In FIGS. 7 and 9, the inside ends of the region E where the sealing members 20 are contacted to the sleeve 14 also may be disposed in the region I. In this case, parts of the sealing members 20 are contacted to end portions of the resin coating layer F. However, in these regions, the surface roughness of the resin layer is small, and therefore, damage to the sealing member or the resin layer can be reduced.
A part-circular ring of magnetic material such as iron may be faced to the sleeve with a small clearance in the region in which the sealing member is contacted in the above embodiment, so that a magnetic field is established between the magnet 15 and the magnetic member, by which leakage of the developer is prevented. Further alternatively, a part-circular ring magnet, as disclosed in Laid-Open Utility Model Application No. 41889/1980, may be faced to the sleeve in the region in which the sealing member is contacted to prevent leakage of the developer by the magnetic field provided by the magnet. However, these alternatives are inapplicable to a case in which a non-magnetic developer is used. In this Specification, the sealing member is stated as "faced to the sleeve" when the sealing member is contacted to the sleeve and when there is a small clearance therebetween.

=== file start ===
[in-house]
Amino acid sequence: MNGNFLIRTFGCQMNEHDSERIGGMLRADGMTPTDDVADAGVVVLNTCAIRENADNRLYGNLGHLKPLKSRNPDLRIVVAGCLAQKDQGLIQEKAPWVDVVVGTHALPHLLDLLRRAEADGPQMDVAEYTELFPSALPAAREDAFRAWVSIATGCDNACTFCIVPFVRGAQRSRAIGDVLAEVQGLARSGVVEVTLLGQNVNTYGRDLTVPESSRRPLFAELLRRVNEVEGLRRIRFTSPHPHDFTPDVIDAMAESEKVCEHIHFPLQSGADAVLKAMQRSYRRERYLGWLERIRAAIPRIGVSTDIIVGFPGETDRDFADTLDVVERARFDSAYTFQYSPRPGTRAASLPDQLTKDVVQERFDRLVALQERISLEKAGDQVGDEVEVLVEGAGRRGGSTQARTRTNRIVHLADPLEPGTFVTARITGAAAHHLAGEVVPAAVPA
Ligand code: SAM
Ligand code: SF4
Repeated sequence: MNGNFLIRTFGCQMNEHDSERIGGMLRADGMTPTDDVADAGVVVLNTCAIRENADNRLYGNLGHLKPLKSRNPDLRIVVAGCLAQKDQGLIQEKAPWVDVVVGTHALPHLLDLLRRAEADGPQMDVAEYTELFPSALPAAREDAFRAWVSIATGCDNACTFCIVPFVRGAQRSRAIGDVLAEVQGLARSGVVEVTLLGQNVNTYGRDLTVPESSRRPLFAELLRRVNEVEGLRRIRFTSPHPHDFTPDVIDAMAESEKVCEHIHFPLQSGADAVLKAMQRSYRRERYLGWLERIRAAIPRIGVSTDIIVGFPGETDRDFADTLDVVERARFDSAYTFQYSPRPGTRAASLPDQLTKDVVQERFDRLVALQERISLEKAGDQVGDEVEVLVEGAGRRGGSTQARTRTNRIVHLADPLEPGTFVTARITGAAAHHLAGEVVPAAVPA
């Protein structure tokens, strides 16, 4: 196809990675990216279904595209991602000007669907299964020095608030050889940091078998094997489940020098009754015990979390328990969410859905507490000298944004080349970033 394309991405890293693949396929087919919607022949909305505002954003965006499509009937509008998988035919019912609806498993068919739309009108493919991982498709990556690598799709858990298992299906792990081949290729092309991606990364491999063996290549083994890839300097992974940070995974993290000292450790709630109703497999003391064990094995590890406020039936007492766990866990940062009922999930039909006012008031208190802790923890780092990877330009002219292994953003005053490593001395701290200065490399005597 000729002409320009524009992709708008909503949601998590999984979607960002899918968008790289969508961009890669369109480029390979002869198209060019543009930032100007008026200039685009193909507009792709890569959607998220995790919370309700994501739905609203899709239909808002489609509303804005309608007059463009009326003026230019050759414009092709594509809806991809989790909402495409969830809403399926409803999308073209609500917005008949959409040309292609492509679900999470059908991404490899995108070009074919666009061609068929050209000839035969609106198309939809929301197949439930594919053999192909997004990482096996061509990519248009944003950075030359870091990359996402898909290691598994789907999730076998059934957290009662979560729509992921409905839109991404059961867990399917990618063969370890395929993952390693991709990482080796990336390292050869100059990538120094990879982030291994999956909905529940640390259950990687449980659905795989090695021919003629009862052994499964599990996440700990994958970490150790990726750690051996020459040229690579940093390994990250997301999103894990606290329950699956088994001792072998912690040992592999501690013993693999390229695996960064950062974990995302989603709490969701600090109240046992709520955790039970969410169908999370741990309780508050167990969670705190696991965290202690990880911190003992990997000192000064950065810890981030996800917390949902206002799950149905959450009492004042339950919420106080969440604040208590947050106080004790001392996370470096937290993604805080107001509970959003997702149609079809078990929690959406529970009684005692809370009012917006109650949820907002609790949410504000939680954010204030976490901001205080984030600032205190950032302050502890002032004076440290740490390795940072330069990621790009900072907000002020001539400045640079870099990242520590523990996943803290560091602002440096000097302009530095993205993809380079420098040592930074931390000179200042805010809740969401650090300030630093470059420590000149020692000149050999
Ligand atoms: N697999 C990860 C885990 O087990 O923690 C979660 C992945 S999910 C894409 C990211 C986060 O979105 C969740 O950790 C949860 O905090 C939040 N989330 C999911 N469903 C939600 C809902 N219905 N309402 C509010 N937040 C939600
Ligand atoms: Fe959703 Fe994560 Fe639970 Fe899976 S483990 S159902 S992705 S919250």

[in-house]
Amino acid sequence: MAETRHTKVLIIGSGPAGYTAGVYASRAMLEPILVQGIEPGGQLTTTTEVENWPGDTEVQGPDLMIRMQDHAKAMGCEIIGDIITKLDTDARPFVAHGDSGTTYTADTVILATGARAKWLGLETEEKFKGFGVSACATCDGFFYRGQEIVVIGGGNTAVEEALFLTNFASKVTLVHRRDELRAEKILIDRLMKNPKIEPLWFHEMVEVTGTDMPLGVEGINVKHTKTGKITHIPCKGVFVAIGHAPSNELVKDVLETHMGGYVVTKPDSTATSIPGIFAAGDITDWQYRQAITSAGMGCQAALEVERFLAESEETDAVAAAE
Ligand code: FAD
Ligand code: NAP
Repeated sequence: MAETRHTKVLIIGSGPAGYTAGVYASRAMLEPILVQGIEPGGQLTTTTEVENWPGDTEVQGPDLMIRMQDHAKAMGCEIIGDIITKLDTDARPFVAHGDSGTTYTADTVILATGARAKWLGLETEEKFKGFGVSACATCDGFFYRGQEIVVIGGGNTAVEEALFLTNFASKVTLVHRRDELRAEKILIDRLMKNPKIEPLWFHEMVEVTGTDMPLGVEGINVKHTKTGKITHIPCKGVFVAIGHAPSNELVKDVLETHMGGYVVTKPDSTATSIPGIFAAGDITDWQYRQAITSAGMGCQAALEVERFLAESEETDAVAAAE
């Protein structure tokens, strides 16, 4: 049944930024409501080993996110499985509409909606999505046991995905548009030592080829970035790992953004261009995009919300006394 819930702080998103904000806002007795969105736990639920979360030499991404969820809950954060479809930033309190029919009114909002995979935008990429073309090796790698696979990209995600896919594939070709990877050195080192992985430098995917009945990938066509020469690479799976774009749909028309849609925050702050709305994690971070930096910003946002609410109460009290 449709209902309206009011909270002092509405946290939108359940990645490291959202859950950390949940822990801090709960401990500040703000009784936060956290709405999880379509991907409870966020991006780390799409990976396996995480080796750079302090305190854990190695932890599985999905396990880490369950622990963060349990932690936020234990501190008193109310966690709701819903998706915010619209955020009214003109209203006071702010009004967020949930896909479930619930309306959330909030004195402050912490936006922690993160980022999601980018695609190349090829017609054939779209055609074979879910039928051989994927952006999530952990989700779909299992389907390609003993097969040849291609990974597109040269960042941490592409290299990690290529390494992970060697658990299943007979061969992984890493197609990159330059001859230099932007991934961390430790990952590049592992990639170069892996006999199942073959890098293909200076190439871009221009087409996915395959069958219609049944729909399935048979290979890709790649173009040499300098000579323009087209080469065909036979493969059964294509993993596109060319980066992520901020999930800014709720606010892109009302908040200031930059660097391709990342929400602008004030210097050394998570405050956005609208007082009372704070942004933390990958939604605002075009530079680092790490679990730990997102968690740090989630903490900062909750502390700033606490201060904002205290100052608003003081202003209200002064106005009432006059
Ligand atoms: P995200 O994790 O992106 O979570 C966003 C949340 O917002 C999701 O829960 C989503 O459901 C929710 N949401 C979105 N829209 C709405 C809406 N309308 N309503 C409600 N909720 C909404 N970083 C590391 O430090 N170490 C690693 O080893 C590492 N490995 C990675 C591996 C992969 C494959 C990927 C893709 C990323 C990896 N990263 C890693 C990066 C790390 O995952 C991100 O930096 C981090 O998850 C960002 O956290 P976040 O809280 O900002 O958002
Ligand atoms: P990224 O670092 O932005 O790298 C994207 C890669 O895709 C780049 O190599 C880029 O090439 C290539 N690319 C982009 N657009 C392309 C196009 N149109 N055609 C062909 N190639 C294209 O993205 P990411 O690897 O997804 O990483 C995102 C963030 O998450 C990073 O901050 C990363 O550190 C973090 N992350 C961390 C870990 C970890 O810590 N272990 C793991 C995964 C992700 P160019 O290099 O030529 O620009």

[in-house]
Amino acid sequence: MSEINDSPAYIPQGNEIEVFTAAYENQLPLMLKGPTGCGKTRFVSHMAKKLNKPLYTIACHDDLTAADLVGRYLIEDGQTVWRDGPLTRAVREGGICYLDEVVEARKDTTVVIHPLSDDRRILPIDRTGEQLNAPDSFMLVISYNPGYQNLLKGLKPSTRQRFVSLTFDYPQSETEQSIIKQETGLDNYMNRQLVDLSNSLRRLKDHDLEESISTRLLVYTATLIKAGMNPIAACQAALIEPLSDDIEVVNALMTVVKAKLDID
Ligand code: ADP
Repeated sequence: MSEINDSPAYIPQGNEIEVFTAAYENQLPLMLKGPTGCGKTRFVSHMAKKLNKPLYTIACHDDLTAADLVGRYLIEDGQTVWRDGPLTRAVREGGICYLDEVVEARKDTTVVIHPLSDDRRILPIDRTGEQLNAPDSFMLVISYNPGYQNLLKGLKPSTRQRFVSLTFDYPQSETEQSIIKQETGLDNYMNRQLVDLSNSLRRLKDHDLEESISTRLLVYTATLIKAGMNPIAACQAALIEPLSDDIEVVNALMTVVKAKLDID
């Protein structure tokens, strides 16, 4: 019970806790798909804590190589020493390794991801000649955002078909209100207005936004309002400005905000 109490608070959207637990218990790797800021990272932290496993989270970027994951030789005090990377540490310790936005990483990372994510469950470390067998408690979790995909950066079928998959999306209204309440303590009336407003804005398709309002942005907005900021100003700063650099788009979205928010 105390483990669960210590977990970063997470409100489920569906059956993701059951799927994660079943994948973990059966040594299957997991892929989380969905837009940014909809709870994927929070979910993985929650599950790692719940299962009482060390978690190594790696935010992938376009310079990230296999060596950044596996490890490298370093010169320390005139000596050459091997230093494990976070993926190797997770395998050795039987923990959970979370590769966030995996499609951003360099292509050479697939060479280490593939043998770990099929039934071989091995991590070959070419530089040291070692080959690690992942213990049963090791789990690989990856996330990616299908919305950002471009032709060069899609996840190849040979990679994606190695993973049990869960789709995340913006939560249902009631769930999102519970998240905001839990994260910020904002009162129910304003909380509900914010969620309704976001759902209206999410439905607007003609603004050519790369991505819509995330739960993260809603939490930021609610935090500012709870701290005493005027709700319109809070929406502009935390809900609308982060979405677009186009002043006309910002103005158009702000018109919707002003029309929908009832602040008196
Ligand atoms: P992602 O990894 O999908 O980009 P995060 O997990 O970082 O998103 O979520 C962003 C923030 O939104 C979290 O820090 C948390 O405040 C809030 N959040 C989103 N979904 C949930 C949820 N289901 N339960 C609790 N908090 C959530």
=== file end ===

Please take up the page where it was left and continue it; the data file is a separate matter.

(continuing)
The ratio between the fine carbon black particles and fine graphite particles dispersed in the conductive resin layer 18 is not limited to the value defined with the coating 2. Experiments have been conducted for carbon/graphite=1/9-9/1. It has been confirmed that similar good results as in the foregoing embodiments can be provided.
The average particle size of the graphite dispersed in the conductive resin layer was changed, and it has been confirmed that 0.3-7 microns were effective irrespective of whether they are natural or artificial ones.
In addition, the ratio P/B between the fine conductive particles and the binder resin was changed, and it has been confirmed that good results are provided within the range of 1/2-2/1 of P/B.
The surface roughness Ra of the region B after the conductive resin layer is formed is preferably 1-3.5 microns. On the other hand, the surface roughness of the conductive resin coating formed in the smooth surface region of the untreated base member is preferably not more than 0.8 micron. The surface roughness Ra in the region is larger than the surface roughness of the smooth surface region of the base member not roughened.